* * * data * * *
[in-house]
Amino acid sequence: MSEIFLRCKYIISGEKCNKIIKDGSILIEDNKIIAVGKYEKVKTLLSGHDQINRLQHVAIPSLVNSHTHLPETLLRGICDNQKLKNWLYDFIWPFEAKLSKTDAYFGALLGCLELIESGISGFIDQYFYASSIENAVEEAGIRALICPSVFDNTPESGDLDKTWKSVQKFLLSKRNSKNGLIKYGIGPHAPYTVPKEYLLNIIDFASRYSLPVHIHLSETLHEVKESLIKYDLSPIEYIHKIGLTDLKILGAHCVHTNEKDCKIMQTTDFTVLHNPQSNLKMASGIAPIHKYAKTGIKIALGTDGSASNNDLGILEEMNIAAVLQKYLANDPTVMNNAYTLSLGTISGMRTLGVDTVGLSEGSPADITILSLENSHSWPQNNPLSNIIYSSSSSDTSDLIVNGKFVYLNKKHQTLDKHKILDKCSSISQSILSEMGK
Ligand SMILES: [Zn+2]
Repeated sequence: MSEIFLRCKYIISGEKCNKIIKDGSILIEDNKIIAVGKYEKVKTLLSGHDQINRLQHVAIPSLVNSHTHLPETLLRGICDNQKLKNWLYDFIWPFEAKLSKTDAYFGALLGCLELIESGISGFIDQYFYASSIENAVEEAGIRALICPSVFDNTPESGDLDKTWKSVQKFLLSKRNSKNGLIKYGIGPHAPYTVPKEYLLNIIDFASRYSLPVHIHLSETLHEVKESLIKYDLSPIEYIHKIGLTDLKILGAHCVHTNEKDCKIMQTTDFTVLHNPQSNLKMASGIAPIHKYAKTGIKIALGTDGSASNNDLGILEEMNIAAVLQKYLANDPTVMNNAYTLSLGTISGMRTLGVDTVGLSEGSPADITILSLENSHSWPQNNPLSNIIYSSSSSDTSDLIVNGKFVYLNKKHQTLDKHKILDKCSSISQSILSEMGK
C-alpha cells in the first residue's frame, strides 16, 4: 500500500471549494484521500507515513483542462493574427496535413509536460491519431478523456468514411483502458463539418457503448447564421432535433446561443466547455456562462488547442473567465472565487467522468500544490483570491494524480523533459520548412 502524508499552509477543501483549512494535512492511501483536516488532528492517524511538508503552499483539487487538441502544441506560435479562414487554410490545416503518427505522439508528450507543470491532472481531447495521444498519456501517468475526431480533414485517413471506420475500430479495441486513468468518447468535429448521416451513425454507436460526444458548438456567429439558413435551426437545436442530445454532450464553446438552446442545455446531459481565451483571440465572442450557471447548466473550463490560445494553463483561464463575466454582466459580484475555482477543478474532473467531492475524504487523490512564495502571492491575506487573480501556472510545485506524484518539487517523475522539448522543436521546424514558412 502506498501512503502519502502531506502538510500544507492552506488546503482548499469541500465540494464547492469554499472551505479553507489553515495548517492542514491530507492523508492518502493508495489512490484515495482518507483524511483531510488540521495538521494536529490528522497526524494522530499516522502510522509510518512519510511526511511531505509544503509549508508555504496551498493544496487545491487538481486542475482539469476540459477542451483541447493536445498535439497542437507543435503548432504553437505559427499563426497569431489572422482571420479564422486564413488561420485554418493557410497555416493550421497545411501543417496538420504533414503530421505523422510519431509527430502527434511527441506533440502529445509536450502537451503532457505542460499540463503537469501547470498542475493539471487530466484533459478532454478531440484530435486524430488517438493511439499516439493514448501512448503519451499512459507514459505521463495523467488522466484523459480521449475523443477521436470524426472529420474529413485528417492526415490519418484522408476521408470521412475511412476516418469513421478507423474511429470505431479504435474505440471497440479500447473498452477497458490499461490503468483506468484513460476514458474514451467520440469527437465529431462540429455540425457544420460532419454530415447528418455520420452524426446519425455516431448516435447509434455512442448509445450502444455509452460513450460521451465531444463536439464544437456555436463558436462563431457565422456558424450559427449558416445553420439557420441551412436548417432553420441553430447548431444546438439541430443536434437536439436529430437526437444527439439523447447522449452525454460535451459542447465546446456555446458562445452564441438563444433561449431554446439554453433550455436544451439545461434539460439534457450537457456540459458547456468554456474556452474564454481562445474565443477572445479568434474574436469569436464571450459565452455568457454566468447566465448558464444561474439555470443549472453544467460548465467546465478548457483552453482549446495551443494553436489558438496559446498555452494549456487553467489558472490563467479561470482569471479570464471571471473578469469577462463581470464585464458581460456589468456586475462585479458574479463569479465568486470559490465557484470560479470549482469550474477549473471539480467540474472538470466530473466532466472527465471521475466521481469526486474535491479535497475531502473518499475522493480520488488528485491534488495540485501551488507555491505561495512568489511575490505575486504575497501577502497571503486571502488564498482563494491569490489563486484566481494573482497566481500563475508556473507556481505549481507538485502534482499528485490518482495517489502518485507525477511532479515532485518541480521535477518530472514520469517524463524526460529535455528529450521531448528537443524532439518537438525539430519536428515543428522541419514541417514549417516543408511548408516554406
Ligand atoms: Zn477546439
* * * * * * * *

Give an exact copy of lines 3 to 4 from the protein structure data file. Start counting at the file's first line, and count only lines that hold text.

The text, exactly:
Ligand SMILES: [Zn+2]
Repeated sequence: MSEIFLRCKYIISGEKCNKIIKDGSILIEDNKIIAVGKYEKVKTLLSGHDQINRLQHVAIPSLVNSHTHLPETLLRGICDNQKLKNWLYDFIWPFEAKLSKTDAYFGALLGCLELIESGISGFIDQYFYASSIENAVEEAGIRALICPSVFDNTPESGDLDKTWKSVQKFLLSKRNSKNGLIKYGIGPHAPYTVPKEYLLNIIDFASRYSLPVHIHLSETLHEVKESLIKYDLSPIEYIHKIGLTDLKILGAHCVHTNEKDCKIMQTTDFTVLHNPQSNLKMASGIAPIHKYAKTGIKIALGTDGSASNNDLGILEEMNIAAVLQKYLANDPTVMNNAYTLSLGTISGMRTLGVDTVGLSEGSPADITILSLENSHSWPQNNPLSNIIYSSSSSDTSDLIVNGKFVYLNKKHQTLDKHKILDKCSSISQSILSEMGK